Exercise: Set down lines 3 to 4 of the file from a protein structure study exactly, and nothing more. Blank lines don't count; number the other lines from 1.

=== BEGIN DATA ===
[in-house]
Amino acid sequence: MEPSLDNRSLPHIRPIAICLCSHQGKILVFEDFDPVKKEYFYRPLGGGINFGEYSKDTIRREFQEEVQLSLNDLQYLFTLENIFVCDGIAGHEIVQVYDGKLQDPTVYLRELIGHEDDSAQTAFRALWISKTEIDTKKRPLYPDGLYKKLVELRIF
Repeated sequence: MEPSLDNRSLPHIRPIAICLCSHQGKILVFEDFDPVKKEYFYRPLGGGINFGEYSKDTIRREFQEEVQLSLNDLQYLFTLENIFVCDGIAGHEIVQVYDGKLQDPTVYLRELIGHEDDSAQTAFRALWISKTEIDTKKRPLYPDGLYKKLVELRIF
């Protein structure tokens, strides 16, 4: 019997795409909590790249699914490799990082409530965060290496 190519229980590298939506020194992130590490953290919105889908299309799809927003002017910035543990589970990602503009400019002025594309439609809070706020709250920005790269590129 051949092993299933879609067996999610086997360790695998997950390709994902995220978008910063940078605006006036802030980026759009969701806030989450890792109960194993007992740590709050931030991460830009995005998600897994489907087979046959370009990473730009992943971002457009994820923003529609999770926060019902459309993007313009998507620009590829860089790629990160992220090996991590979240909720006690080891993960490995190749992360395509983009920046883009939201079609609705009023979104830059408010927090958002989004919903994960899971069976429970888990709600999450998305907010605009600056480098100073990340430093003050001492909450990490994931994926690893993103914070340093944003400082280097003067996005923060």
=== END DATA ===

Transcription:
Repeated sequence: MEPSLDNRSLPHIRPIAICLCSHQGKILVFEDFDPVKKEYFYRPLGGGINFGEYSKDTIRREFQEEVQLSLNDLQYLFTLENIFVCDGIAGHEIVQVYDGKLQDPTVYLRELIGHEDDSAQTAFRALWISKTEIDTKKRPLYPDGLYKKLVELRIF
């Protein structure tokens, strides 16, 4: 019997795409909590790249699914490799990082409530965060290496 190519229980590298939506020194992130590490953290919105889908299309799809927003002017910035543990589970990602503009400019002025594309439609809070706020709250920005790269590129 051949092993299933879609067996999610086997360790695998997950390709994902995220978008910063940078605006006036802030980026759009969701806030989450890792109960194993007992740590709050931030991460830009995005998600897994489907087979046959370009990473730009992943971002457009994820923003529609999770926060019902459309993007313009998507620009590829860089790629990160992220090996991590979240909720006690080891993960490995190749992360395509983009920046883009939201079609609705009023979104830059408010927090958002989004919903994960899971069976429970888990709600999450998305907010605009600056480098100073990340430093003050001492909450990490994931994926690893993103914070340093944003400082280097003067996005923060």